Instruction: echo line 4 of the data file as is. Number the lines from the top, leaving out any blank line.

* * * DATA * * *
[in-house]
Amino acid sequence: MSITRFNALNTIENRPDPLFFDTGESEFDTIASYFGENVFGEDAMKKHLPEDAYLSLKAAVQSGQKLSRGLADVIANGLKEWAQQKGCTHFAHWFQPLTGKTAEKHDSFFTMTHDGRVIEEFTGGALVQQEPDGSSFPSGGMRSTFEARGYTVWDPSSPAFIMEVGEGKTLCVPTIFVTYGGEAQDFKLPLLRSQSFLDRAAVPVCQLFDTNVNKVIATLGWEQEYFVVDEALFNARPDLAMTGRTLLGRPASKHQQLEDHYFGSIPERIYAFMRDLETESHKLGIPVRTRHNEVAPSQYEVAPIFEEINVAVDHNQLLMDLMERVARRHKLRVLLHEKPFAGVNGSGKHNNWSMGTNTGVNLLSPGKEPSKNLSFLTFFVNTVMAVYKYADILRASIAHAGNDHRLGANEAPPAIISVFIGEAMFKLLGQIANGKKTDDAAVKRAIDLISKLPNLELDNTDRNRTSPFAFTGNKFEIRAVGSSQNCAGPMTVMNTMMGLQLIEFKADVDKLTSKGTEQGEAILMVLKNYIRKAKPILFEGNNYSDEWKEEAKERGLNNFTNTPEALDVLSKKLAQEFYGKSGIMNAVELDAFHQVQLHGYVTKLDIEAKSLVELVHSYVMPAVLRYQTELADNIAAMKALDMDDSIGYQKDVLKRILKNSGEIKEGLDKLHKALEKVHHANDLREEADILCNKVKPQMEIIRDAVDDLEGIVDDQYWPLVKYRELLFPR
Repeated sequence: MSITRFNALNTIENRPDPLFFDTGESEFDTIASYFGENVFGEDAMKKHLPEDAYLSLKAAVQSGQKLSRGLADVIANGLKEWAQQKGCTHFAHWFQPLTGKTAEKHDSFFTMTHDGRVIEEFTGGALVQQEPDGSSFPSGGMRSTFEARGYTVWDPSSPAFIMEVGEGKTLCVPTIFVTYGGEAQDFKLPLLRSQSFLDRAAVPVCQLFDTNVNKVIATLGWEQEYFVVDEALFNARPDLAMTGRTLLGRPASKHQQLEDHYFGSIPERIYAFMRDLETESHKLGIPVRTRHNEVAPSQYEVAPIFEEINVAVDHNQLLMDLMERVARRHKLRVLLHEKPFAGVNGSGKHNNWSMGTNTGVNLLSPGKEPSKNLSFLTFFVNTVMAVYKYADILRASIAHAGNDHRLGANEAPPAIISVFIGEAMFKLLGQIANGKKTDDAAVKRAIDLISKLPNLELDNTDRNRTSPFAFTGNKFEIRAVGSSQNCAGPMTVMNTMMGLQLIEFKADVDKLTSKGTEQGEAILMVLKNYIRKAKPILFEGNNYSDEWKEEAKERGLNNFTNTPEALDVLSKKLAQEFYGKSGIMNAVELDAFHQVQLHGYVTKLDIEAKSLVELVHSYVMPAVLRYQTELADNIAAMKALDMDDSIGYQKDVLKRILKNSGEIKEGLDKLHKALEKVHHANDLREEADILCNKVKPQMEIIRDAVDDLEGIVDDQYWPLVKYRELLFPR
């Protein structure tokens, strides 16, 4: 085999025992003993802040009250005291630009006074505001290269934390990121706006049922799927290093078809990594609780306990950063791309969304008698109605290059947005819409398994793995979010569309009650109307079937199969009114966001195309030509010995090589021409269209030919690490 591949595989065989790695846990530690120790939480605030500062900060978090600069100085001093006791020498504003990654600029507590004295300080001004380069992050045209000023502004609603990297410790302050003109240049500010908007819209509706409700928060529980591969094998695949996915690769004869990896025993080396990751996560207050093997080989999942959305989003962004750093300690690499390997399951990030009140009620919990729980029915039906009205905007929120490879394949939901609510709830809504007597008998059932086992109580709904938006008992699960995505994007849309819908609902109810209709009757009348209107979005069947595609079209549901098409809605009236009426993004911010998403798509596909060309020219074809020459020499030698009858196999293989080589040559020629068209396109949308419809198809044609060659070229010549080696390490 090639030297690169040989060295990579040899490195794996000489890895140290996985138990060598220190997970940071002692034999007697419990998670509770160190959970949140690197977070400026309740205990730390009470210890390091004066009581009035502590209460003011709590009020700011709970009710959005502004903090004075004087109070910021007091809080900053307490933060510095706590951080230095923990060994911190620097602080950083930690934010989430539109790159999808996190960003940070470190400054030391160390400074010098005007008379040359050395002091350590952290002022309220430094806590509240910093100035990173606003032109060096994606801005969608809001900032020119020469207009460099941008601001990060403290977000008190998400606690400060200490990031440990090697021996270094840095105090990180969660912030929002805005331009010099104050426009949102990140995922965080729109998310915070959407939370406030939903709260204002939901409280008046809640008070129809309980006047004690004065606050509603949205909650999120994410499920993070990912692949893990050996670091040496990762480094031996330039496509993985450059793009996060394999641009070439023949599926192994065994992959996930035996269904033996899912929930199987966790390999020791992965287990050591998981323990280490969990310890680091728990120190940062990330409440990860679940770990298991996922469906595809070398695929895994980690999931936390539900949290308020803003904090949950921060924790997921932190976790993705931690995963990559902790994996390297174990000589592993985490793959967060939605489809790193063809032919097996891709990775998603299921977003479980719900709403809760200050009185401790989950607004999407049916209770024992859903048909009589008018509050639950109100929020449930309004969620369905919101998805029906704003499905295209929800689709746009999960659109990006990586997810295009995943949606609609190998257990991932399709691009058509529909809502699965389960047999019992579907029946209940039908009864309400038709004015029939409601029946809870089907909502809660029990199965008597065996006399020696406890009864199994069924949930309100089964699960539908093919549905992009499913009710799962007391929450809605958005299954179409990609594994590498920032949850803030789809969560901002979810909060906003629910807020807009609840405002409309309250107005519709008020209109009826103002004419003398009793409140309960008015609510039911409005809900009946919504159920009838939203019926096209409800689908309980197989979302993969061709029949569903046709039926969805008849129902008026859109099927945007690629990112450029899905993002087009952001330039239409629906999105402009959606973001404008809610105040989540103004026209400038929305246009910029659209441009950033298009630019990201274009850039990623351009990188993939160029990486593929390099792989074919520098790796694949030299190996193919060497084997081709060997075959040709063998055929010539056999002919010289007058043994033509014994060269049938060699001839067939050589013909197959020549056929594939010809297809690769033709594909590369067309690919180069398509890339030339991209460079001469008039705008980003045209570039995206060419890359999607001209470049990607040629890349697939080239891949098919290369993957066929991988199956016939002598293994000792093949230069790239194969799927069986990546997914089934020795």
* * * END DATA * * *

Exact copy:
């Protein structure tokens, strides 16, 4: 085999025992003993802040009250005291630009006074505001290269934390990121706006049922799927290093078809990594609780306990950063791309969304008698109605290059947005819409398994793995979010569309009650109307079937199969009114966001195309030509010995090589021409269209030919690490 591949595989065989790695846990530690120790939480605030500062900060978090600069100085001093006791020498504003990654600029507590004295300080001004380069992050045209000023502004609603990297410790302050003109240049500010908007819209509706409700928060529980591969094998695949996915690769004869990896025993080396990751996560207050093997080989999942959305989003962004750093300690690499390997399951990030009140009620919990729980029915039906009205905007929120490879394949939901609510709830809504007597008998059932086992109580709904938006008992699960995505994007849309819908609902109810209709009757009348209107979005069947595609079209549901098409809605009236009426993004911010998403798509596909060309020219074809020459020499030698009858196999293989080589040559020629068209396109949308419809198809044609060659070229010549080696390490 090639030297690169040989060295990579040899490195794996000489890895140290996985138990060598220190997970940071002692034999007697419990998670509770160190959970949140690197977070400026309740205990730390009470210890390091004066009581009035502590209460003011709590009020700011709970009710959005502004903090004075004087109070910021007091809080900053307490933060510095706590951080230095923990060994911190620097602080950083930690934010989430539109790159999808996190960003940070470190400054030391160390400074010098005007008379040359050395002091350590952290002022309220430094806590509240910093100035990173606003032109060096994606801005969608809001900032020119020469207009460099941008601001990060403290977000008190998400606690400060200490990031440990090697021996270094840095105090990180969660912030929002805005331009010099104050426009949102990140995922965080729109998310915070959407939370406030939903709260204002939901409280008046809640008070129809309980006047004690004065606050509603949205909650999120994410499920993070990912692949893990050996670091040496990762480094031996330039496509993985450059793009996060394999641009070439023949599926192994065994992959996930035996269904033996899912929930199987966790390999020791992965287990050591998981323990280490969990310890680091728990120190940062990330409440990860679940770990298991996922469906595809070398695929895994980690999931936390539900949290308020803003904090949950921060924790997921932190976790993705931690995963990559902790994996390297174990000589592993985490793959967060939605489809790193063809032919097996891709990775998603299921977003479980719900709403809760200050009185401790989950607004999407049916209770024992859903048909009589008018509050639950109100929020449930309004969620369905919101998805029906704003499905295209929800689709746009999960659109990006990586997810295009995943949606609609190998257990991932399709691009058509529909809502699965389960047999019992579907029946209940039908009864309400038709004015029939409601029946809870089907909502809660029990199965008597065996006399020696406890009864199994069924949930309100089964699960539908093919549905992009499913009710799962007391929450809605958005299954179409990609594994590498920032949850803030789809969560901002979810909060906003629910807020807009609840405002409309309250107005519709008020209109009826103002004419003398009793409140309960008015609510039911409005809900009946919504159920009838939203019926096209409800689908309980197989979302993969061709029949569903046709039926969805008849129902008026859109099927945007690629990112450029899905993002087009952001330039239409629906999105402009959606973001404008809610105040989540103004026209400038929305246009910029659209441009950033298009630019990201274009850039990623351009990188993939160029990486593929390099792989074919520098790796694949030299190996193919060497084997081709060997075959040709063998055929010539056999002919010289007058043994033509014994060269049938060699001839067939050589013909197959020549056929594939010809297809690769033709594909590369067309690919180069398509890339030339991209460079001469008039705008980003045209570039995206060419890359999607001209470049990607040629890349697939080239891949098919290369993957066929991988199956016939002598293994000792093949230069790239194969799927069986990546997914089934020795």